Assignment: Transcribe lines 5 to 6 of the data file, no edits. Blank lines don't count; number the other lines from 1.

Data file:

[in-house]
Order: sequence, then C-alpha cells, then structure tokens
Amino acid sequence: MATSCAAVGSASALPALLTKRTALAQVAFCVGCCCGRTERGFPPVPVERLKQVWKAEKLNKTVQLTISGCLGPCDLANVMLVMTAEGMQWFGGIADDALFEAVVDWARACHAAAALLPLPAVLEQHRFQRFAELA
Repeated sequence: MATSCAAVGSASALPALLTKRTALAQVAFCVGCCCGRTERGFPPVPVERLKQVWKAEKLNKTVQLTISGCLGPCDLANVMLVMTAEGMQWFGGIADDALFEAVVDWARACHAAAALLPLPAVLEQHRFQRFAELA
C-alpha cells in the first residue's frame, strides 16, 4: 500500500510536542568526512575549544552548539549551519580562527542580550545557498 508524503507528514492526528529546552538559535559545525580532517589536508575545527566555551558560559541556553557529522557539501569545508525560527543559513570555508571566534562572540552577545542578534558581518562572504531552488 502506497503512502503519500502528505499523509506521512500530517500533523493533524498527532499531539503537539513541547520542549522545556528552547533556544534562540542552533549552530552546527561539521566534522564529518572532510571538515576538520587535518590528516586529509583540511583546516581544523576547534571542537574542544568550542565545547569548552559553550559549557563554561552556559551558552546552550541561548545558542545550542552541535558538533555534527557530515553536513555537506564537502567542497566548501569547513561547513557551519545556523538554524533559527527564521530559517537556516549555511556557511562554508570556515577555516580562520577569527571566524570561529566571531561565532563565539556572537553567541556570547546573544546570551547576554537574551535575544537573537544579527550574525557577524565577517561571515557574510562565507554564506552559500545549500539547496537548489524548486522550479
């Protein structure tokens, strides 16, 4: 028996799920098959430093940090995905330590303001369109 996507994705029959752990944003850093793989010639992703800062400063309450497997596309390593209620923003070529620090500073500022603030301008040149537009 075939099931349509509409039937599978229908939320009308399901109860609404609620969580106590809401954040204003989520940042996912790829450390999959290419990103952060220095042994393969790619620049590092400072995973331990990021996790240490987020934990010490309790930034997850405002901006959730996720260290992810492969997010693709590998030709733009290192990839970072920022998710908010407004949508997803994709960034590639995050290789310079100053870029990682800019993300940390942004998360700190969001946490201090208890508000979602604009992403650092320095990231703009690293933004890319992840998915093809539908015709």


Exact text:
C-alpha cells in the first residue's frame, strides 16, 4: 500500500510536542568526512575549544552548539549551519580562527542580550545557498 508524503507528514492526528529546552538559535559545525580532517589536508575545527566555551558560559541556553557529522557539501569545508525560527543559513570555508571566534562572540552577545542578534558581518562572504531552488 502506497503512502503519500502528505499523509506521512500530517500533523493533524498527532499531539503537539513541547520542549522545556528552547533556544534562540542552533549552530552546527561539521566534522564529518572532510571538515576538520587535518590528516586529509583540511583546516581544523576547534571542537574542544568550542565545547569548552559553550559549557563554561552556559551558552546552550541561548545558542545550542552541535558538533555534527557530515553536513555537506564537502567542497566548501569547513561547513557551519545556523538554524533559527527564521530559517537556516549555511556557511562554508570556515577555516580562520577569527571566524570561529566571531561565532563565539556572537553567541556570547546573544546570551547576554537574551535575544537573537544579527550574525557577524565577517561571515557574510562565507554564506552559500545549500539547496537548489524548486522550479
């Protein structure tokens, strides 16, 4: 028996799920098959430093940090995905330590303001369109 996507994705029959752990944003850093793989010639992703800062400063309450497997596309390593209620923003070529620090500073500022603030301008040149537009 075939099931349509509409039937599978229908939320009308399901109860609404609620969580106590809401954040204003989520940042996912790829450390999959290419990103952060220095042994393969790619620049590092400072995973331990990021996790240490987020934990010490309790930034997850405002901006959730996720260290992810492969997010693709590998030709733009290192990839970072920022998710908010407004949508997803994709960034590639995050290789310079100053870029990682800019993300940390942004998360700190969001946490201090208890508000979602604009992403650092320095990231703009690293933004890319992840998915093809539908015709």